‘The Help’ has been without a doubt the summer’s most controversial film, but it seems that all the uproar has only helped to catapulted it to major box office success. In less than three weeks, the film based on Kathryn Stockett’s novel has grossed $100.8 million dollars in the U.S.

Staring Emma Stone, Viola Davis and Octavia Spencer, the film has beat out four new films in recent weeks to keep its number one slot for the past two weekends running. The film was bested by ‘Rise of Planet of the Apes’ when it debuted August 10th.

While there is no doubt that the buzz and major conversation around the film helped to keep it on the minds of potential movie goers, many claim that the film’s ability to appeal to both black and white audiences is the reason why it has done so well. In her analysis of the film’s audience, Pamela McClintock of  The Hollywood Reporter writes:

Rare is the film whose top 10 grossing theaters include the Paradiso 16 in East Memphis, Tenn. — a residential and commercial area — and the Lincoln Square 13, smack-dab in the middle of New York City.
Why is this happening? Box-office observers say Help’s twin appeal owes to the popularity of Kathryn Stockett’s best-selling novel (a DreamWorks executive reports seeing groups of women at the ArcLight Sherman Oaks bringing the book to the movie) as well as the film’s Southern-themed story and large biracial cast. On Help’s first weekend in release, the top three theaters were in Memphis, Jackson, Miss. (where the story is set), and Dallas.

Source

While it’s no secret that many critics including several black commentators and organizations claimed the film romanticized a period of horrendous racial discrimination and reduced the struggles of many to center around a privileged young white woman writer and a couple of black maids, the criticism does not seem to have kept audiences from flocking to see the film.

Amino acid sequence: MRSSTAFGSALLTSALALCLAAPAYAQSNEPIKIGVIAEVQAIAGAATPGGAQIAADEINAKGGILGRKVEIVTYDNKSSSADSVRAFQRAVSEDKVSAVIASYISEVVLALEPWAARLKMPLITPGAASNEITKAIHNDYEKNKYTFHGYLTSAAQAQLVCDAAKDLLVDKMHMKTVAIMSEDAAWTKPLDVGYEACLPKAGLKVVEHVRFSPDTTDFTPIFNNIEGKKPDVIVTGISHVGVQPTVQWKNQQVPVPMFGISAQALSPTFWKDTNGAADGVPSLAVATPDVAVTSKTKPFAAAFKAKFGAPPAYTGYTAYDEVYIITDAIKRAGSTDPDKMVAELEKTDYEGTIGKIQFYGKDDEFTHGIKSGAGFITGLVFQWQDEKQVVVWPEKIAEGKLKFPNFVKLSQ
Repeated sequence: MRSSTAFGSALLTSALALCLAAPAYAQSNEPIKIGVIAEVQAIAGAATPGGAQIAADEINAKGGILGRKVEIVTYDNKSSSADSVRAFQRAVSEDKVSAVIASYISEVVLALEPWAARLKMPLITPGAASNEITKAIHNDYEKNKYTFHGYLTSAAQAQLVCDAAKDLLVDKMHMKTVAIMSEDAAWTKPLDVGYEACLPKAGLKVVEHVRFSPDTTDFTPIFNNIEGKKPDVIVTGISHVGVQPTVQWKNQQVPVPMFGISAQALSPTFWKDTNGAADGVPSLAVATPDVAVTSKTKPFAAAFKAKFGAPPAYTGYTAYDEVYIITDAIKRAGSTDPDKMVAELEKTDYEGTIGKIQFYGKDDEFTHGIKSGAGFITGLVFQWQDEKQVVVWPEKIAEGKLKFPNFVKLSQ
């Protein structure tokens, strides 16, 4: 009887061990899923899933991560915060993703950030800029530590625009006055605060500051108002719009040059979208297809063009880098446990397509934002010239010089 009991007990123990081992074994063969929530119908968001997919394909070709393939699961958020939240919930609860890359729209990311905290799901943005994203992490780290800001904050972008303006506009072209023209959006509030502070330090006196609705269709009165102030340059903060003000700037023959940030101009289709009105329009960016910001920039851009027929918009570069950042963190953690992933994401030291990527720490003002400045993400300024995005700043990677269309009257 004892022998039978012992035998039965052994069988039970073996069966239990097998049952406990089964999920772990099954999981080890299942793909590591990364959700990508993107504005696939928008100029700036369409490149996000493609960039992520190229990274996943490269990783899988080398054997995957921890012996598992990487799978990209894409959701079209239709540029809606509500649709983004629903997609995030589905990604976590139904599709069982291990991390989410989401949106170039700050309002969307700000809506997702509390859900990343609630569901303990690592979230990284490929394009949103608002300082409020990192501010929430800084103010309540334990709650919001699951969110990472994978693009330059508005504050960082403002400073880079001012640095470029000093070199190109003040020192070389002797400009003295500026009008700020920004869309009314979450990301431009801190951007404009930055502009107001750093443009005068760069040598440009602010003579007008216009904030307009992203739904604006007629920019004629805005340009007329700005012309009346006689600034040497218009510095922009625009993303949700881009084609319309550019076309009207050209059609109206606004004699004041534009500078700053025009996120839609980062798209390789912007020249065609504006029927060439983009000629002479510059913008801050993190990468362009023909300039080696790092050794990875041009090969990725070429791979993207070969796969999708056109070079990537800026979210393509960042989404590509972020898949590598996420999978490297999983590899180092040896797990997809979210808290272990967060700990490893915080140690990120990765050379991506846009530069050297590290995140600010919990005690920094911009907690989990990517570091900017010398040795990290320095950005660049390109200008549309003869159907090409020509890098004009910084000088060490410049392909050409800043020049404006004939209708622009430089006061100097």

What about you Clutchettes and gents- have you see The Help? If not were you just not interested or did the controversy deter you? Let’s discuss!

Like Us On Facebook Follow Us On Twitter
  • I had family members who WERE THE HELP!!! I do not need a white person to write a book or Disney to gloss over race relations of maids of white women to know what was going on during that time. I do not shun the HELP b/c I’m “hypersensitive” I shun it b/c I know it was NOT told from our perspective. A white woman CANNOT tell me about a Black woman’s thoughts, feelings & overall ideology.

    @Ashley if you fully understood the history of CHATTEL slavery, Jim Crow & Civil Rights you will have a better grasp on why Blacks are sensitive with how we’re portrayed. As a ppl we have NOT been allowed to be in control of our “PR” if you wanna call it that. Whites have controlled our physical being & later on our imagery. So…… at 32 I am able to know that THE HELP is just a movie in a long line of books and films that attempts to white wash the guilt of whites while still pushing the idea of a black woman as a subservient being for the CONTINUED control of whites.

    In a round about way. I don’t wanna see that shyt!!!

  • starr

    All those people who criticize the movie, only made people want to see it more. Not because they wanted they were interested, but because they wanted to see what the fuss was about.

  • I can’t stand tat hate in the comments section… Sorry, but I can’t…

    As the great-granddaughter and grand-nieces to several women that actually were “Help” I could see bits of my Aunts and Great-Grandmother in the film my mother said the same thing and my grandmother agreed… Most of the people who are complaining didn’t even see the film.

    It was great and Oscar-worthy! My mother and I cried like babies lol. The film is good. Everyone should see it.

  • Timcampi

    I’m pretty sure most of you have never seen the movie. Especially if you claim is “glosses” over racism. Just leave it you guys to sensationalize something that NEVER HAPPENED.